Paul Cracknell - I signed the manifesto because it articulates the intellectual, moral and value based tensions I have of making sense of the world. Politcially left vs right has never helped me resolve those tensions. The Euston manifesto goes someway to doing so. Does that sound grandiose and pompous - yes probably, no doubt to a limited vocabulary and trying to be concise! Is it genuine view I hold though and am I telling others about the manifesto - most defintely.
Bryant Crawford - We are in the bizarre situation in Britain in which the concept of ‘Human Rights’ is used in the most petty of circumstances, and yet the most illiberal of measures is passed almost without a fight. It is time to stop the devaluation of the concept of Human Rights and make a clear statement about what democrats believe
Craige Cronin - I have long had an interest in taking democracy to the next level. Our current systems were invented during horse and buggy days and are simply not adequate for the modern era. These systems must be updated. Any upgrade should not unduly disrupt our current democratic processes and yet expand individual rights and influence over government - seemingly contradictory but far from impossible. The upgrade must also be tailored to and incorporate instinctive human behaviour (only sensible). There is an obvious flaw in the current democratic processes which is counter-productive to our solving the environmental catastrophes lying shortly ahead. Problems which may, according to respected scientists like James Lovelock, lead to the deaths of billions and see our world rendered almost uninhabitable for the next 100-200,000 years. It is all very well forming a brotherhood of more tolerant minds, but pointless if no direct action is taken when disaster so obviously looms. A better system of democracy is critical to minimizing environmental devastation and resultant chaos. The question should not be – But what if all these doomsayer’s predictions are wrong? Rather, the question is – When hundreds of scientists begin saying the same thing, what if they are only partially right?
Philip Crouch - I sincerely believe in the focusing of a One World Parliament which embraces all intellectual, well-intentioned, spiritually & environmentally aware citizens regardless as to wealth, poverty, education, race or religious belief to work for the Whole of Global Awareness. Totally & absolutely reject the Bush-Howard-Blair versions of neo-liberlaism which is concerned with the elite few living on this planet. Individually & collectively we can in 2006 make a difference. Kind regards Philip -global citizen, living in Australia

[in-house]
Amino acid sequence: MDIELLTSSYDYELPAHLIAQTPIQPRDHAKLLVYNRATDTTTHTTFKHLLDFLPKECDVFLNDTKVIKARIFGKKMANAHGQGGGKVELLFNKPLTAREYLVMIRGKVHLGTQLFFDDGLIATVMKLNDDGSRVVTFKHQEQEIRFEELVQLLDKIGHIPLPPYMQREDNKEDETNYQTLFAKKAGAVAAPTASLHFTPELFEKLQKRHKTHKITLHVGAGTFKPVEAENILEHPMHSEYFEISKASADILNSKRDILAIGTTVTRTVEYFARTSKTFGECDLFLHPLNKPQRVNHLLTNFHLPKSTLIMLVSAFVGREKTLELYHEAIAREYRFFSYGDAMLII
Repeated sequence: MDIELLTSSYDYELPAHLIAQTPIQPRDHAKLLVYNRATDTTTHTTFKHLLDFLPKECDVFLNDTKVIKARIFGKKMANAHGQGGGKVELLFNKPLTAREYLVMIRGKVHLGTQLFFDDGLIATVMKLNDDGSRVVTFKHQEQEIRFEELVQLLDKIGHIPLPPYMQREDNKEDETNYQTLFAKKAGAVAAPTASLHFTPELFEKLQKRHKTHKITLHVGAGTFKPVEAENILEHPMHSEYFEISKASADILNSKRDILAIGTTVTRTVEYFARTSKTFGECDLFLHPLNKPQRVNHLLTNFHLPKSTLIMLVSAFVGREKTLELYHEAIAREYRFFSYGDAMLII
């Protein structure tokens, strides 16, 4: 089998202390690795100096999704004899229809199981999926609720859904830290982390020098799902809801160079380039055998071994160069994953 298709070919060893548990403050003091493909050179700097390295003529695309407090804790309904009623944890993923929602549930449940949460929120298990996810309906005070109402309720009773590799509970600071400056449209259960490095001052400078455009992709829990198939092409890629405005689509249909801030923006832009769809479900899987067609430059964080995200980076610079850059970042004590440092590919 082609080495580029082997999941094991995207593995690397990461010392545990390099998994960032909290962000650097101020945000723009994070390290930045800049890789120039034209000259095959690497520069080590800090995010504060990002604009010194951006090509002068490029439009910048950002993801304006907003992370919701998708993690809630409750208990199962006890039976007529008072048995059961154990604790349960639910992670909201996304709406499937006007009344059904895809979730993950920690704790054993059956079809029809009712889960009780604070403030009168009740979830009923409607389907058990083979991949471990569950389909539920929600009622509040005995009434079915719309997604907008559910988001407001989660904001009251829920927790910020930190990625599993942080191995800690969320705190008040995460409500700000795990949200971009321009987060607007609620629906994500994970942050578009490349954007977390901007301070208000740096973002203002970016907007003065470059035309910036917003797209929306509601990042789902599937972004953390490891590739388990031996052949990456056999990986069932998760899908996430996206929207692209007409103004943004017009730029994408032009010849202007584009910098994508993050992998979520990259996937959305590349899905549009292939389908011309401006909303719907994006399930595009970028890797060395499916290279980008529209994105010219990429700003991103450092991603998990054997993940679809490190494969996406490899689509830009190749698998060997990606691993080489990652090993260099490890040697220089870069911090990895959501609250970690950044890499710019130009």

Chris Cummins - There is evil in our world, there is no clearer evidence of evil’s presence than in the modern jihadists. They deserve to be found, engaged and killed. This shouldn’t be scandalous for a liberal to say. Our success in this long struggle for civilization is assured once we strive to prove America’s virtue to the world and not pursuit policies that suggest America’s virtue is beyond reproach.
Jack Cunningham - Now, as during the struggles against fascism and Communism, the central divide in politics is between those who recognize the necessity of fighting totalitarianism and those who don’t. There are moral and prudential reasons why this battle should not be waged on a partisan or sectarian basis, but by those of all shades of democratic opinion who understand what is at stake and are committed to a principled and realistic internationalism. This manifesto provides a rallying point for those who would reclaim the banners of liberalism, social democracy, and democratic socialism from those who now carry them but oppose what they have, at their best, meant.
Ben Curlee - Last best hope for those who call themselves Liberals.
Craig Eldon Curry - It is refreshing to encounter a group of self-proclaimed liberals who do not default to the position that the war in Iraq is unjustified because of the mendacity and incompetency of the Bush presidency. Liberals with a sense of history, an international awareness, and a backbone understand that the reasons for intervention in Iraq supersede those offered to the world by President Bush in March 2003 and afterward. They transcend those of this presidency and any presidency. This is an international concern, and so it requires an international solution in which liberals should be involved. The Euston Manifesto expresses that cogently and with courage. That is why I signed.